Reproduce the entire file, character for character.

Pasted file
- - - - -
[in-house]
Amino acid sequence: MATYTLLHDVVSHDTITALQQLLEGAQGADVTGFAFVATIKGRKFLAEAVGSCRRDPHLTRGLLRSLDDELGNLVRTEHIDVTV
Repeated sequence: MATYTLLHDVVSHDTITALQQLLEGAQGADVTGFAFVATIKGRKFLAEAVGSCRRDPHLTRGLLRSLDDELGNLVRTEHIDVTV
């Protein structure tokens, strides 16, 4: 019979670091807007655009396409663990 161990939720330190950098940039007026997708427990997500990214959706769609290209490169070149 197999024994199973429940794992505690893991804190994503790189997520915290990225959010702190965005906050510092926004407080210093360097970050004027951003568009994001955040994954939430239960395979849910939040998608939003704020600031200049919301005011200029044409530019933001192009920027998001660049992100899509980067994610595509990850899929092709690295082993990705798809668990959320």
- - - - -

[in-house]
Amino acid sequence: MATYTLLHDVVSHDTITALQQLLEGAQGADVTGFAFVATIKGRKFLAEAVGSCRRDPHLTRGLLRSLDDELGNLVRTEHIDVTV
Repeated sequence: MATYTLLHDVVSHDTITALQQLLEGAQGADVTGFAFVATIKGRKFLAEAVGSCRRDPHLTRGLLRSLDDELGNLVRTEHIDVTV
């Protein structure tokens, strides 16, 4: 019979670091807007655009396409663990 161990939720330190950098940039007026997708427990997500990214959706769609290209490169070149 197999024994199973429940794992505690893991804190994503790189997520915290990225959010702190965005906050510092926004407080210093360097970050004027951003568009994001955040994954939430239960395979849910939040998608939003704020600031200049919301005011200029044409530019933001192009920027998001660049992100899509980067994610595509990850899929092709690295082993990705798809668990959320």